My friend and colleague, Greg Kitsock, had an article last week in the Washington Post that got me thinking. It was titled Another Layer of Enjoyment and tackled the issue of blending beer, especially with Guinness, as in beer cocktails. It was written to coincide, one presumes, with the then impending St. Patrick’s Day holiday. The two most common of these are a Black & Tan — which Guinness has long promoted as Guinness and Bass Ale (the two shared distribution for many years) — and a Half & Half, which is Guinness and Harp Lager, also a Guinness product. Obviously generic stout and a pale ale or lager may be substituted, but as Guinness has promoted the combinations for such a long time, they are well and truly most closely associated with those brands. I once got into a huge row with the copy editor that Beverages & more used to employ when she changed my text for our March newsletter and switched Black & Tan to Guinness and Harp, and vice versa, without consulting me, so the paper went out to thousands of Club Bev members (the company’s loyalty card) with the wrong information and my name on the item as the author. She was one of those insufferable people who felt they already knew everything and couldn’t conceive of ever being wrong. Surprisingly enough, many continue to spread confusion, with plenty of websites — even bartending websites — with conflicting definitions, including a few that contradict themselves. So perhaps the dilemma is not as well-settled as I believed.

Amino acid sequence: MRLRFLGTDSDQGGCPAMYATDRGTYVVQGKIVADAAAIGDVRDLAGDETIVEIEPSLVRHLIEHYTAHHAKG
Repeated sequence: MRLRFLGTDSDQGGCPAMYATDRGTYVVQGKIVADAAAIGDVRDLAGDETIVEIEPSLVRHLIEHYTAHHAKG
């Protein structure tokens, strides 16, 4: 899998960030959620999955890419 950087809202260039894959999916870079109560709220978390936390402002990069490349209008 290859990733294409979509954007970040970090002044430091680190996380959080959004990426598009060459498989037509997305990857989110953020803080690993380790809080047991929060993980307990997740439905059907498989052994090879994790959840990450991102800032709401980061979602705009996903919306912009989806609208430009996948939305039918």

Even Wikipedia, which states that the term Black & Tan, in its meaning as a mixed beer drink, was first recorded in 1899. It’s not listed in my OED, so I can’t confirm that. But after beginning by claiming the two drinks are as I think they should be, they later in the article state that “[t]he two most common types of Black and Tan in the United States use Guinness Draught (not Extra Stout) and either Bass, or Harp Lager,” [my emphasis] which at best is contradictory. When you consider that Harp Lager was first launched in 1960, it’s seems hard to imagine that after 61 years of Black & Tan meaning one thing that it should suddenly make no difference what kind of beer is used, but then I presume the Wikipedia folks who wrote that entry were not on to the finer points of what makes a lager and an ale different. Perhaps they simply assumed a light colored beer is a light colored beer.
I know these drinks are just marketing gimmicks, and possibly not even worthy of discussion, but that ‘s the anal-retentive in me. Is there some confusion about what goes in a martini or a gin and tonic? I just think there should be some consensus, that’s all. Am I asking too much? Anyway, there are actually plenty more of these type of mixed beer drinks, many of which are black and something, like black and red or black and orange. Wikipedia has a huge list and a website, No Sheep, has a few more as well. Personally, my favorite thing to add to Guinness is just a few drops Crème de Cassis, which gives it just a touch of berry sweetness. But I’ve never had a name for it — I suppose I could call it a black & currant or a black & black.